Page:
Scottish football is doing a lot of work to improve the fan experience for those attending a game at the weekend. I should note that that is not being done at the expense of fan safety. In making that decision, the SPFL not only listened to its member clubs and to supporter groups, but gathered information that allowed it to make an evidence-based decision. It assessed the systems in place in Germany, specifically looking at Borussia Dortmund’s ground, where Mr Doncaster found that they have a fantastic set-up that improves the fan experience and creates a great atmosphere.

In response to fans’ demands, Celtic made history in 2016 by being the first club in the UK to install a safe standing system in their stadium, as was referenced, with 3,000 rail seats put in place at Parkhead. That installation was warmly welcomed by Celtic fans and endorsed by Jon Darch of the Football Supporters Federation. Celtic manager Brendan Rodgers also said that the installation of safe standing at Celtic Park has helped to create an even better atmosphere in the ground.

With its design based on barrier technology and its robust seat and high back, the rail seat forms a strong and continuous handrail to facilitate safe standing. The seats are compact and have been approved for use by both UEFA and FIFA for champions league and World Cup matches. Indeed, St Mirren, Paisley’s newly promoted top-flight club, have visited Celtic Park and are looking very seriously at introducing a safe standing section at St Mirren Park.

It is vital that we ensure the safety of all supporters who trek through the turnstiles each and every week. The memory and legacy of Hillsborough demand that. However, now is surely the time to review safe standing in football stadiums. I hope the Minister hears the demands of supporters and announces a review that assesses the examples in Scotland and across Europe of safe standing at football stadiums.

Dr Rosena Allin-Khan Portrait Dr Rosena Allin-Khan (Tooting) (Lab) - Hansard
25 Jun 2018, 6:37 p.m.

It is a pleasure to serve under your chairmanship, Ms McDonagh. I thank hon. Members on both sides of the House for their fantastic contributions to this important debate.

I start by paying respect to the 96 fans who went to a football match but never came home after the tragic events at Hillsborough. I pay tribute to those hon. Members who have not only spoken today, but campaigned for justice for many years, even decades. Their continued courage and determination will bring about justice for the 96. I extend my thanks to Mr Speaker and to the Petitions Committee for issuing guidance around the ongoing court case, and I am grateful to the Chair for keeping a close eye on proceedings today.

I also thank Owen, who is here today. For those who do not know, Owen is 17 and he started the safe standing petition online just a few months ago. He is already making footballing history. I am sure my colleagues will join me in thanking him for his contribution to today’s discussion. [Hon. Members: “Hear, hear.”]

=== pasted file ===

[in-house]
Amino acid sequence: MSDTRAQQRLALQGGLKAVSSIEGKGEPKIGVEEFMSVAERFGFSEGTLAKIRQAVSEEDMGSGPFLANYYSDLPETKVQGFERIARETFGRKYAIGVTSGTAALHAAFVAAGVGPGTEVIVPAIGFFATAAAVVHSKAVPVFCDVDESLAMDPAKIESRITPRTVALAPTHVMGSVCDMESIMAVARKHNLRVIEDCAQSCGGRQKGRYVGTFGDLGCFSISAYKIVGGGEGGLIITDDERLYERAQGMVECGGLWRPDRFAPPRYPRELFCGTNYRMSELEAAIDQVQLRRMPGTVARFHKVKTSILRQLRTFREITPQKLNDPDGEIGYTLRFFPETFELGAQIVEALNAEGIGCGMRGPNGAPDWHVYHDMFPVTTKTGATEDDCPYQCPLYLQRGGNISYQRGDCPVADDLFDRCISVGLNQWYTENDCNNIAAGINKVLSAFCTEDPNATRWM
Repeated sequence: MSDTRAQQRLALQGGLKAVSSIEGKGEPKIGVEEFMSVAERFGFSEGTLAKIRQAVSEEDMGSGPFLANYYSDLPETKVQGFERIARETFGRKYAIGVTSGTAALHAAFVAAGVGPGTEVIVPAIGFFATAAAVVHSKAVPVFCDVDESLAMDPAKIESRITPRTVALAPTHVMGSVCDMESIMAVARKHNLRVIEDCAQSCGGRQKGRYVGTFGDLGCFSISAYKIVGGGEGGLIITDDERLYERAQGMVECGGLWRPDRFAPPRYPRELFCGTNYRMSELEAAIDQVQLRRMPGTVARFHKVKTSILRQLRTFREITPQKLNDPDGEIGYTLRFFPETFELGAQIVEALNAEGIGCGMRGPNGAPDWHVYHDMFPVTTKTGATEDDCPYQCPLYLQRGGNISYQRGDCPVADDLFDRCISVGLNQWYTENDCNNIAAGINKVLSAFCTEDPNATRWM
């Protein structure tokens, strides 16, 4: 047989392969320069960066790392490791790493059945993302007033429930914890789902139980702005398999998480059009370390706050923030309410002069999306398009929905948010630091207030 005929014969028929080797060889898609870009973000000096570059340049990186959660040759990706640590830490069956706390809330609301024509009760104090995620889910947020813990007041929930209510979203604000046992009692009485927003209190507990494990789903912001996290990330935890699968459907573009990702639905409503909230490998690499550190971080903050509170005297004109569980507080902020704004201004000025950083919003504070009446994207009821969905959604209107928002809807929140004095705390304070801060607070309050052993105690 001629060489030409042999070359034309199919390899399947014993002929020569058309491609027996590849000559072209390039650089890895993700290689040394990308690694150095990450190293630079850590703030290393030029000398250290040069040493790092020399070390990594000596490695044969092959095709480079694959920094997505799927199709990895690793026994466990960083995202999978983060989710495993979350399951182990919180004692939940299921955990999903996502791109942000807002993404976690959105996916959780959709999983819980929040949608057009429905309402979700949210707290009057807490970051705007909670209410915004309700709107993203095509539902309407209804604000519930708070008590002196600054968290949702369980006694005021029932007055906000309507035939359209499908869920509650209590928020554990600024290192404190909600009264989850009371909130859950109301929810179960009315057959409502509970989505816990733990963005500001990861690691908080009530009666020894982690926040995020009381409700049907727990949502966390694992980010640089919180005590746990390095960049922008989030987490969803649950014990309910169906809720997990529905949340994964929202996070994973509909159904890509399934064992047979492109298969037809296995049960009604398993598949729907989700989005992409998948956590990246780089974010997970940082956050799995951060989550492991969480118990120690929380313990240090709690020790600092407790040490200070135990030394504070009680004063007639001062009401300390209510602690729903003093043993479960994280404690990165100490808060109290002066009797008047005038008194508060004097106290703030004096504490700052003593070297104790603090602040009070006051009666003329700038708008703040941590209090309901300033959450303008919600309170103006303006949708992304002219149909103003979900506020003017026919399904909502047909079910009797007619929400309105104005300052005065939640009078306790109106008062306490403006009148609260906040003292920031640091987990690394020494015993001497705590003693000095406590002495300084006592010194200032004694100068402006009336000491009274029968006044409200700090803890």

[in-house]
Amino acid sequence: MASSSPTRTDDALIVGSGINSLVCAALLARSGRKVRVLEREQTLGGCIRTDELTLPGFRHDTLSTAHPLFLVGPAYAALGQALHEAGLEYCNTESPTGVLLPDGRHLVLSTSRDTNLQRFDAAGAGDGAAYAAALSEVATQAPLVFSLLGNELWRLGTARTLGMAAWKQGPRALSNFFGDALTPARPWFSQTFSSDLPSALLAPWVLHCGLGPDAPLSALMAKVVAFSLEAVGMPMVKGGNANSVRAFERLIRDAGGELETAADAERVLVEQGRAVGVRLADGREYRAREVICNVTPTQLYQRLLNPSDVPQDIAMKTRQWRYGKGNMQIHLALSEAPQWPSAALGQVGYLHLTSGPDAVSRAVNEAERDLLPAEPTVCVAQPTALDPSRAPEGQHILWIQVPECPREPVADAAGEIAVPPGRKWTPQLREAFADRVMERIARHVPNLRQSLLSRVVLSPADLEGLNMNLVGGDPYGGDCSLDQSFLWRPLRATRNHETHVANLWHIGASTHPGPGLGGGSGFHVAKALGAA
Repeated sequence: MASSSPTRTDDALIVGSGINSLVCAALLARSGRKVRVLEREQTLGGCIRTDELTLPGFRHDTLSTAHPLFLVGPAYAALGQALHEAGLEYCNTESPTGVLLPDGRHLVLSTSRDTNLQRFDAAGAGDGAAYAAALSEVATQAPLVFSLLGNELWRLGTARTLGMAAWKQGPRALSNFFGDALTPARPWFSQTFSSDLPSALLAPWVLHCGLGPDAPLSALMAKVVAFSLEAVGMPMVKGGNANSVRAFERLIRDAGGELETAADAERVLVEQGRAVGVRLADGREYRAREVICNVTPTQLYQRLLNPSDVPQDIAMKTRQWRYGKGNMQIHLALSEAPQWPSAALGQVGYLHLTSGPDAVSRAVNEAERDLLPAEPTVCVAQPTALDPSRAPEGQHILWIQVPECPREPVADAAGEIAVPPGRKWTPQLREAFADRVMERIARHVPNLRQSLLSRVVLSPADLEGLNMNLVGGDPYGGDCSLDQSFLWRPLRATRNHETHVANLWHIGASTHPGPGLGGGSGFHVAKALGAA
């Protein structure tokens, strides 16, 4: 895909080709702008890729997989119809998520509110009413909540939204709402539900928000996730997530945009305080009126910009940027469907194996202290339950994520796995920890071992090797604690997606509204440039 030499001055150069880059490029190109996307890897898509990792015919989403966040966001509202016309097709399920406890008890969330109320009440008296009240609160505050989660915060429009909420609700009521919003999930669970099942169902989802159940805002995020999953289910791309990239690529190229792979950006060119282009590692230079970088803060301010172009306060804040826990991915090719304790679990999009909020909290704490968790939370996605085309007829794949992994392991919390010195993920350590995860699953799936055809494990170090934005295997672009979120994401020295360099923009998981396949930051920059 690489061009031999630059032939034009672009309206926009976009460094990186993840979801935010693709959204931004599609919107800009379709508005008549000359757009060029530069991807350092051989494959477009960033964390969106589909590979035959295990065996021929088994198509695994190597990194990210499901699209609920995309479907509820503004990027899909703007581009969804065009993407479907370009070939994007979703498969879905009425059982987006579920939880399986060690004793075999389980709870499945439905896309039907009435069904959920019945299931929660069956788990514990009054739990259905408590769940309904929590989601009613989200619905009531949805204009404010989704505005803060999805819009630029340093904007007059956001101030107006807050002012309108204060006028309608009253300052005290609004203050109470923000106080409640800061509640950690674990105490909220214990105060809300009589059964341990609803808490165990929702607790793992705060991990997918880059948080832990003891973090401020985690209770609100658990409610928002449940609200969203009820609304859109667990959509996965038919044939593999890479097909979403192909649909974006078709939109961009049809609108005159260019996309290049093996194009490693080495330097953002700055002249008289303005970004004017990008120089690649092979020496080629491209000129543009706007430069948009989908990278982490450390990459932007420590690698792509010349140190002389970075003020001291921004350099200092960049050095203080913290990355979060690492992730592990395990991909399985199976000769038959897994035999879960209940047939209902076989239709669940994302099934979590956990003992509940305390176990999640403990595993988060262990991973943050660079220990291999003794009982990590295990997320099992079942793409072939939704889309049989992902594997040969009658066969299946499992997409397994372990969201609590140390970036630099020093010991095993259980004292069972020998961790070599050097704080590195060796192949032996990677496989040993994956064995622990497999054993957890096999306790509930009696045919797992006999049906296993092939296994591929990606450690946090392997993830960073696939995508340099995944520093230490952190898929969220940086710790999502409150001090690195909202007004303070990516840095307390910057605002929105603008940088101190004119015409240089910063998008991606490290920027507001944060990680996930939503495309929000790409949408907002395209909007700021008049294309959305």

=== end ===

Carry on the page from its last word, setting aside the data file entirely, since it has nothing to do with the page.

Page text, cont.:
As many colleagues from all parts of the House have said, when discussing safe standing it is vital to understand and acknowledge that it is not a step back for football or a return to the terraces of the ’80s; it is the opposite. It is about moving football spectating forward and into a new era—into the future—so that it becomes safer, more inclusive and gives fans this choice.

The data and extent of the surveys provided by the English Football League and fan groups clearly show that fans want a safe standing option. More than 50 representatives from supporter groups joined me at my parliamentary roundtable, where I heard about a fantastic example of safe standing being used in Orlando. It is an inclusive area that puts wheelchair users at the heart of the action—not seeing them as an afterthought. They are in among the crowd and can experience football along with every other fan. It is a fantastic example of how safe standing can make football more inclusive for all.

However, at the heart of the debate is safety. It always has been and always will be, and it is not something that I will ever compromise on. The safety of fans at football matches is the first and foremost factor that we looked at when discussing safe standing. As many colleagues have already pointed out with interesting examples, the current system is not working. It is not safe. Week in, week out, fans like myself stand in seated areas, which is not safe. Owen himself started the petition because he was injured at a football match by people behind falling on top of him. Stewards are powerless. Clubs do not want to get involved and the police will intervene only if an argument escalates. Anyone who has travelled away with their club will have had the experience of steep upper tiers, where the seat in front barely comes above their socks. As my hon. Friend the Member for Manchester, Withington (Jeff Smith) said, it is simply not safe.